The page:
Written by Joan Hegerfeld-Baker (former SDSU Extension Food Safety Specialist).
Licensed foodservice establishments commonly prepare foods to be marketed as a packaged food item. Product dating for ready-to-eat (RTE), temperature controlled for safety foods must be marketed or consumed within a certain amount of time for safety. If a food is potentially hazardous and is held for at least 24 hours it must be labeled with a specific date for consumption or discarded. Examples of refrigerated RTE foods marketed through licensed kitchens are fresh salsa, fresh sliced deli meats, custard based desserts, salads, leftovers and others.
The dates on food labels are based on quality and safety. Two pathogenic microorganisms of concern are Listeria monocyotgenes and Yersinia entercolitica. These two pathogens are psychrotrophic since they can grow slowly at refrigeration temperatures. Therefore, dating foods for consumption is based on the potential for pathogens of concern to grow to dangerous levels. Maintaining refrigeration temperatures is critical. The food in cold storage must be 41°F or lower. Therefore, cooling units are often set to maintain an air temperature of 36°F to 38°F. As the temperature decreases, the growth rate of psychrotrophs also decreases.
Foods made in a licensed kitchen must be consumed (or discarded) within seven days of preparation. This is the day prepared or opened plus six days. The “sell-by” or “use before” date on a RTE food container for safety cannot go beyond the seventh day. If potato salad was made with potatoes cooked on April 1st, the potato salad prepared on April 2nd, and placed into containers for sale in a self-service case on April 3rd, the package label must be dated no later than “Sell-by April 7th” (or Use-before).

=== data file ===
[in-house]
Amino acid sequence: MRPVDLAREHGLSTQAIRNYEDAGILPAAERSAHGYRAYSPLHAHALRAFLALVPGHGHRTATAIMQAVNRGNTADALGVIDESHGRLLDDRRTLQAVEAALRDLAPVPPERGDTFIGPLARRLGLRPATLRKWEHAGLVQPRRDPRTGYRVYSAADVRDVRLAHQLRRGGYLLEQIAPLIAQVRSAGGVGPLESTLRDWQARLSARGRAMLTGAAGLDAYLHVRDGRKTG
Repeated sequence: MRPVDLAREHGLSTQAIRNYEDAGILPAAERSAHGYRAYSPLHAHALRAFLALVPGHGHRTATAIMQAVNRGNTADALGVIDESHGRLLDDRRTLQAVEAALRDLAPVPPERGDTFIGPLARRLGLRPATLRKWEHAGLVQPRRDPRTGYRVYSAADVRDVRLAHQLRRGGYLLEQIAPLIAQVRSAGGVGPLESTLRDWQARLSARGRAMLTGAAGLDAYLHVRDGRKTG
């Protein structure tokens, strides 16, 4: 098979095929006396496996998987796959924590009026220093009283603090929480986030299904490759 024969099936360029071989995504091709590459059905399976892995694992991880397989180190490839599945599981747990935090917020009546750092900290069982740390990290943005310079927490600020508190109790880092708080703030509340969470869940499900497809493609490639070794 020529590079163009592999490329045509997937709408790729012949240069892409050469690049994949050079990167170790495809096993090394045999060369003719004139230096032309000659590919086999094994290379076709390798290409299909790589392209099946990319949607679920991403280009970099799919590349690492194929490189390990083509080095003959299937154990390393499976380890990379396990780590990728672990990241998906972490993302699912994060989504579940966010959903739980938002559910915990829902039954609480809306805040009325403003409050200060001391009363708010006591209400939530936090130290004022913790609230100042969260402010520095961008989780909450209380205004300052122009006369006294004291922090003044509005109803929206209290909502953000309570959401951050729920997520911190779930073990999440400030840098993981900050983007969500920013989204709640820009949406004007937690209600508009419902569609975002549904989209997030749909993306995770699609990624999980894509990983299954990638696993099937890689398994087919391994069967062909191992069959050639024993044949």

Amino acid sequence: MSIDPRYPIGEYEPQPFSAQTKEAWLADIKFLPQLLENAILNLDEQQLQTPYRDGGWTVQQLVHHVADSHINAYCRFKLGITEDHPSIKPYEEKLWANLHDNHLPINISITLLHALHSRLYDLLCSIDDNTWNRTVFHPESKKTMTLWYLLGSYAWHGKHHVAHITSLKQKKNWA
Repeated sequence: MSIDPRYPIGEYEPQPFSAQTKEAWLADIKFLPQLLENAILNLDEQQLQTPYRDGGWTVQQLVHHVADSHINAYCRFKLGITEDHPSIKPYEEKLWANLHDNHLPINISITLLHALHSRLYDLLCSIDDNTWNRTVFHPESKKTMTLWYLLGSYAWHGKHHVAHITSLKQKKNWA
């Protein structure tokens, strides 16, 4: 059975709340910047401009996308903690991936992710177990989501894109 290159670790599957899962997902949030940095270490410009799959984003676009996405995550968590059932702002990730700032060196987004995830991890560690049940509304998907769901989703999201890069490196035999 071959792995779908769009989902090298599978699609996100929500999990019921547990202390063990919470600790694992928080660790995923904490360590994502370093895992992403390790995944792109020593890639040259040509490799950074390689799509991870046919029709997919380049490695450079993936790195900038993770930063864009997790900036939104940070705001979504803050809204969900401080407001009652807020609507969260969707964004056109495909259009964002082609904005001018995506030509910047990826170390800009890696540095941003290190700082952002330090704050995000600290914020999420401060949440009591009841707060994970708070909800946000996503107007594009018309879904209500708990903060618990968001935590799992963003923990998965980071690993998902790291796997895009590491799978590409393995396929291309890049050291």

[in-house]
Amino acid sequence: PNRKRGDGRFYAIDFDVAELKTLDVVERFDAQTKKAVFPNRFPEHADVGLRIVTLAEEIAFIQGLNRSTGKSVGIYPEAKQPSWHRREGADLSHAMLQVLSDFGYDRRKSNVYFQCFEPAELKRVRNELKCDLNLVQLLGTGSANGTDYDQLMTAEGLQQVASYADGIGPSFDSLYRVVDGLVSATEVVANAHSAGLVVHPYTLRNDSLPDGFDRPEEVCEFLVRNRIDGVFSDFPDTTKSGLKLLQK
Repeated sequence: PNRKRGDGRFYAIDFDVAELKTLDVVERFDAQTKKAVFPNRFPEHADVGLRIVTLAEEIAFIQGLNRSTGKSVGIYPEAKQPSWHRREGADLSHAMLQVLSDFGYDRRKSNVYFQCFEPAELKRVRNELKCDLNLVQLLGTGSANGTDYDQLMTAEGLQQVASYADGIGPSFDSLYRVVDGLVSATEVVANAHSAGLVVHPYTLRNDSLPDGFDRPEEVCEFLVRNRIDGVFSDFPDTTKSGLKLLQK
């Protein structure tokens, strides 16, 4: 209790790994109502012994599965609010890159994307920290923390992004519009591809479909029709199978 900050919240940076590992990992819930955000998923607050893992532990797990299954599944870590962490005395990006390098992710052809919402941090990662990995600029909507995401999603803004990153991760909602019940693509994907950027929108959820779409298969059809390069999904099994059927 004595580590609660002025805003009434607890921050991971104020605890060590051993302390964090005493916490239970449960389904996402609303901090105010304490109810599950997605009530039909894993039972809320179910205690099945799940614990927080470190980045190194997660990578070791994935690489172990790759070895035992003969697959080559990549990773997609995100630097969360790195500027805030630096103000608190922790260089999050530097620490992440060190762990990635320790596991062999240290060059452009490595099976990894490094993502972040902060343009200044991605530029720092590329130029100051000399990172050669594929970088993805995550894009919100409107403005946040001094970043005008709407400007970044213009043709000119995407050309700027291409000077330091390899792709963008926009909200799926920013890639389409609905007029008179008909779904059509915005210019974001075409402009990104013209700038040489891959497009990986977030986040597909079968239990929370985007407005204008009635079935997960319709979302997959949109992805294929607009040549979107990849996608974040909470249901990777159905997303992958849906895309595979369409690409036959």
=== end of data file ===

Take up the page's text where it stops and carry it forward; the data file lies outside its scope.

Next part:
Dating a food “Sell-by” on the seventh day is the maximum number of days for safety. Consider that some foods may not be consumed when purchased. When date marking these types of food products, “use before” would be the preferred terminology.
Dating RTE foods for quality is dependent upon the sensory attributes of the food. Texture, flavor and appearance are most often evaluated to identify best-date for quality. A systematic approach to evaluating sensory attributes that provides an unbiased result is important to identifying a date that addresses quality as well as safety. For example, the “sell-by” date on a container of prepared pudding in the self-serve refrigerator case may very well be on the date it was made, cut, packaged and sold. The sensory analysis plan is dependent upon the type of food product.
Not all RTE foods that are potentially hazards need to have a sell-by date within seven days. Foods made and packaged in an inspected processing plant such as dairy products, sausages, deli salads and sandwiches in a modified atmospheric package. The seven-day “sell-by” rule is primarily for RTE foods that must be refrigerated and made in a licensed kitchen.
- South Dakota Department of Health, South Dakota Food Service Code
- FSIS USDA. Food Product Dating